No one in the history of this little corner of suburbia had ever successfully crossed buttered scones with the Alabaster plant, and Mr. McGinty was no exception, but he did have the loveliest Tibetan Roses this side of Tai Pong. His dog could remember close to half of the symbols from the table of Periodic Elements, but nobody knew. This was not the only time that what they didn’t know didn’t hurt them.

“Mary Ellen, where are you going tonight?” asked a strangely nosey Ethel McGinty, holding a plate of steaming chocolate chip cookies.

“How do you get them to steam like that, mother?” asked Mary Sue, surprised her mother had gotten her name wrong.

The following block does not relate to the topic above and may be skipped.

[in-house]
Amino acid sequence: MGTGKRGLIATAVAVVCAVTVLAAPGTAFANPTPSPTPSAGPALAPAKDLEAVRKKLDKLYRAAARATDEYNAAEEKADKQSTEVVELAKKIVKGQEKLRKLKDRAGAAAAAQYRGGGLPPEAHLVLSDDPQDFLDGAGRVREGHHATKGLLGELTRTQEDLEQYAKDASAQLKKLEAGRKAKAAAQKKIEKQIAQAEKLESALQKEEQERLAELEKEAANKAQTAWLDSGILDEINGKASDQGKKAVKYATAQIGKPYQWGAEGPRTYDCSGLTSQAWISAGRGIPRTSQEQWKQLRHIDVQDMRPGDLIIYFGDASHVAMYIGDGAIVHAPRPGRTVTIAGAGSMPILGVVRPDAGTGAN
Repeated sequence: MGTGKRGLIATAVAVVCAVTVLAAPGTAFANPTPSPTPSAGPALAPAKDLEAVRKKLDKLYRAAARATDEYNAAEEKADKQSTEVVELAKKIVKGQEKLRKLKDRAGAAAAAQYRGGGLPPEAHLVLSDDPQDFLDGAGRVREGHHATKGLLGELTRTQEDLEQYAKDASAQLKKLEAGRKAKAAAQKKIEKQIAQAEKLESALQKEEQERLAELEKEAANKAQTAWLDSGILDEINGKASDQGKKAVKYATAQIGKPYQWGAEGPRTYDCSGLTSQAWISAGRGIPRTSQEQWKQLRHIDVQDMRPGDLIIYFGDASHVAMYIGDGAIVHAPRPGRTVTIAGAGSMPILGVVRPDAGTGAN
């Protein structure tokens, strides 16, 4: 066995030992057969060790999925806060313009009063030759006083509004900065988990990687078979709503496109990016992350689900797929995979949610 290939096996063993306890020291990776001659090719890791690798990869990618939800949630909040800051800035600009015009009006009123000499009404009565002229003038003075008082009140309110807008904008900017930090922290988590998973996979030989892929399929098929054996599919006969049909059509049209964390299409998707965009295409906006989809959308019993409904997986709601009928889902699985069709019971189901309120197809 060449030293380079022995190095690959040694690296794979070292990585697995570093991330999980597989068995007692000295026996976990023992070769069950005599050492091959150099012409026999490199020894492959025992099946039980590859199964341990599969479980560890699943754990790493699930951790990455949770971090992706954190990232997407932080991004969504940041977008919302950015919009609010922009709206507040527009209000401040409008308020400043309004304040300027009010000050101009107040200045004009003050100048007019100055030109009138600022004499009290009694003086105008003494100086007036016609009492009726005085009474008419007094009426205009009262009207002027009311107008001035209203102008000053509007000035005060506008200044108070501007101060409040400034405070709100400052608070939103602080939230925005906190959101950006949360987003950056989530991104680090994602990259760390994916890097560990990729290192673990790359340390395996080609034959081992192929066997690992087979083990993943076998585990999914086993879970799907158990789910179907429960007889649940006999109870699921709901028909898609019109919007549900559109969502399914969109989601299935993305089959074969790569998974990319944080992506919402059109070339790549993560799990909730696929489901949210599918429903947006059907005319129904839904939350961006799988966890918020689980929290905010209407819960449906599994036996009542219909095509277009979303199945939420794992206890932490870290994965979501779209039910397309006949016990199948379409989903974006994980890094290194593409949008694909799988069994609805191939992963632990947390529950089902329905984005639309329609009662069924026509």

“Never mind the damned cookies, just tell me where you’re going,” snapped Ethel McGinty, throwing the plate to the floor, and bursting into tears.

Mary Sue McGinty rushed out into the street with the force of a wayward barnacle, slamming into the flagpole, and chipping a tooth. She let out a stream of curse words that would frighten a left handed sailor on a good night, and then began to cry herself.

How lucky, then, for Dreadful Albert, to be walking by on the sidewalk at this exact moment.

“What’s the matter, Mary Sue?” he asked, genuinely concerned for the most beautiful woman God had ever created, although she was going to need some dental work.

“My mother is having a nervous breakdown, and it’s all my fault,” sobbed Mary Sue, her mighty bosom heaving just enough to send Dreadful Albert into a hypnotic trance.

“Must... save... Mary Sue’s mother...” his dazed mind echoed, as a million violins played “There’s No One Like You,” by the Scorpions. Dreadful Albert was certain that was the most romantic song ever composed.